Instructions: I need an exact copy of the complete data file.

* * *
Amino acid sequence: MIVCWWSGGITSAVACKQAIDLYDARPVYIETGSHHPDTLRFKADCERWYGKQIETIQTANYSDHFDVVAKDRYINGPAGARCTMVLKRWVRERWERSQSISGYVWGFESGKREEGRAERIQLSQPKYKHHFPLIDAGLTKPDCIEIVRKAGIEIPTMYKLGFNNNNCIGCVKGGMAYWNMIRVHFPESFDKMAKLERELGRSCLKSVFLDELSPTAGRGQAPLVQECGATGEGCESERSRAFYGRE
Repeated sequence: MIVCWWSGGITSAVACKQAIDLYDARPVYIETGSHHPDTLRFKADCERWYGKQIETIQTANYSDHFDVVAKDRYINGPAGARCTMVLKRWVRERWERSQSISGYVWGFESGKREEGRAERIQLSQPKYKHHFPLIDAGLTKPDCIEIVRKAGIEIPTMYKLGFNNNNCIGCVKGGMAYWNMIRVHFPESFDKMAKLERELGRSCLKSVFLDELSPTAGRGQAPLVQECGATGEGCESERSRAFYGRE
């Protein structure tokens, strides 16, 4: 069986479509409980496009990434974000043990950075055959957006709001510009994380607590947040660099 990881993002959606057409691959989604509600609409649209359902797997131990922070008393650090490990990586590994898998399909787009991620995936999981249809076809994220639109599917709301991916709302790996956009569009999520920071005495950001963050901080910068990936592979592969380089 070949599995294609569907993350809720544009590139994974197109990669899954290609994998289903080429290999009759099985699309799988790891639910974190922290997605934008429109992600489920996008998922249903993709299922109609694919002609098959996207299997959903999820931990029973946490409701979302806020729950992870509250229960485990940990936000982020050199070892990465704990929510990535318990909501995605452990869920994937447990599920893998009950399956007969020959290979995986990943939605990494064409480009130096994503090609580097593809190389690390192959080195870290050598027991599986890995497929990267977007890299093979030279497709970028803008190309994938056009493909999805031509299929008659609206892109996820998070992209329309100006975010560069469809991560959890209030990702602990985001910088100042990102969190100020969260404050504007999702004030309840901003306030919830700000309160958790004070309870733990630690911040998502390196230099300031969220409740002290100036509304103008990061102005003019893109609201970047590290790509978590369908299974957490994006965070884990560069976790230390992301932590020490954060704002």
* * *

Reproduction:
Amino acid sequence: MIVCWWSGGITSAVACKQAIDLYDARPVYIETGSHHPDTLRFKADCERWYGKQIETIQTANYSDHFDVVAKDRYINGPAGARCTMVLKRWVRERWERSQSISGYVWGFESGKREEGRAERIQLSQPKYKHHFPLIDAGLTKPDCIEIVRKAGIEIPTMYKLGFNNNNCIGCVKGGMAYWNMIRVHFPESFDKMAKLERELGRSCLKSVFLDELSPTAGRGQAPLVQECGATGEGCESERSRAFYGRE
Repeated sequence: MIVCWWSGGITSAVACKQAIDLYDARPVYIETGSHHPDTLRFKADCERWYGKQIETIQTANYSDHFDVVAKDRYINGPAGARCTMVLKRWVRERWERSQSISGYVWGFESGKREEGRAERIQLSQPKYKHHFPLIDAGLTKPDCIEIVRKAGIEIPTMYKLGFNNNNCIGCVKGGMAYWNMIRVHFPESFDKMAKLERELGRSCLKSVFLDELSPTAGRGQAPLVQECGATGEGCESERSRAFYGRE
């Protein structure tokens, strides 16, 4: 069986479509409980496009990434974000043990950075055959957006709001510009994380607590947040660099 990881993002959606057409691959989604509600609409649209359902797997131990922070008393650090490990990586590994898998399909787009991620995936999981249809076809994220639109599917709301991916709302790996956009569009999520920071005495950001963050901080910068990936592979592969380089 070949599995294609569907993350809720544009590139994974197109990669899954290609994998289903080429290999009759099985699309799988790891639910974190922290997605934008429109992600489920996008998922249903993709299922109609694919002609098959996207299997959903999820931990029973946490409701979302806020729950992870509250229960485990940990936000982020050199070892990465704990929510990535318990909501995605452990869920994937447990599920893998009950399956007969020959290979995986990943939605990494064409480009130096994503090609580097593809190389690390192959080195870290050598027991599986890995497929990267977007890299093979030279497709970028803008190309994938056009493909999805031509299929008659609206892109996820998070992209329309100006975010560069469809991560959890209030990702602990985001910088100042990102969190100020969260404050504007999702004030309840901003306030919830700000309160958790004070309870733990630690911040998502390196230099300031969220409740002290100036509304103008990061102005003019893109609201970047590290790509978590369908299974957490994006965070884990560069976790230390992301932590020490954060704002």